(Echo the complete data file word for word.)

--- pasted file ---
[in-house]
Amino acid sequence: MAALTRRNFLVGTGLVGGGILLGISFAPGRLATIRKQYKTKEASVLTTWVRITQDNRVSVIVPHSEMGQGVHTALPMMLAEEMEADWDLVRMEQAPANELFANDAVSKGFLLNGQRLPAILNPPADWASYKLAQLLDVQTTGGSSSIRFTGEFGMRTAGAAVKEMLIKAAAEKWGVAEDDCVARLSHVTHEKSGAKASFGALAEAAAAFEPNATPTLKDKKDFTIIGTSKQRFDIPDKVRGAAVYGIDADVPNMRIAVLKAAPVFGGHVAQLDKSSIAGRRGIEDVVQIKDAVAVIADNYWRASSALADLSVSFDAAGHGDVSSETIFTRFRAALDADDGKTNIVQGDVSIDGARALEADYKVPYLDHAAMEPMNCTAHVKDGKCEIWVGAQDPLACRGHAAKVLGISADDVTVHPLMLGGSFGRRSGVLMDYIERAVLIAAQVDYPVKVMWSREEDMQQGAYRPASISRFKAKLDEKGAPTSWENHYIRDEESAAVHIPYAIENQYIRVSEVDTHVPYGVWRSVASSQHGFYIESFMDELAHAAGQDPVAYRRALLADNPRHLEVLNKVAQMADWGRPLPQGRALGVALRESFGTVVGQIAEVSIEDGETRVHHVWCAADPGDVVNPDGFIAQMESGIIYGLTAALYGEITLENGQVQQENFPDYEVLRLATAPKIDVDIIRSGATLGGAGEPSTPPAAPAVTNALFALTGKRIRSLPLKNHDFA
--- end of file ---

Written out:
[in-house]
Amino acid sequence: MAALTRRNFLVGTGLVGGGILLGISFAPGRLATIRKQYKTKEASVLTTWVRITQDNRVSVIVPHSEMGQGVHTALPMMLAEEMEADWDLVRMEQAPANELFANDAVSKGFLLNGQRLPAILNPPADWASYKLAQLLDVQTTGGSSSIRFTGEFGMRTAGAAVKEMLIKAAAEKWGVAEDDCVARLSHVTHEKSGAKASFGALAEAAAAFEPNATPTLKDKKDFTIIGTSKQRFDIPDKVRGAAVYGIDADVPNMRIAVLKAAPVFGGHVAQLDKSSIAGRRGIEDVVQIKDAVAVIADNYWRASSALADLSVSFDAAGHGDVSSETIFTRFRAALDADDGKTNIVQGDVSIDGARALEADYKVPYLDHAAMEPMNCTAHVKDGKCEIWVGAQDPLACRGHAAKVLGISADDVTVHPLMLGGSFGRRSGVLMDYIERAVLIAAQVDYPVKVMWSREEDMQQGAYRPASISRFKAKLDEKGAPTSWENHYIRDEESAAVHIPYAIENQYIRVSEVDTHVPYGVWRSVASSQHGFYIESFMDELAHAAGQDPVAYRRALLADNPRHLEVLNKVAQMADWGRPLPQGRALGVALRESFGTVVGQIAEVSIEDGETRVHHVWCAADPGDVVNPDGFIAQMESGIIYGLTAALYGEITLENGQVQQENFPDYEVLRLATAPKIDVDIIRSGATLGGAGEPSTPPAAPAVTNALFALTGKRIRSLPLKNHDFA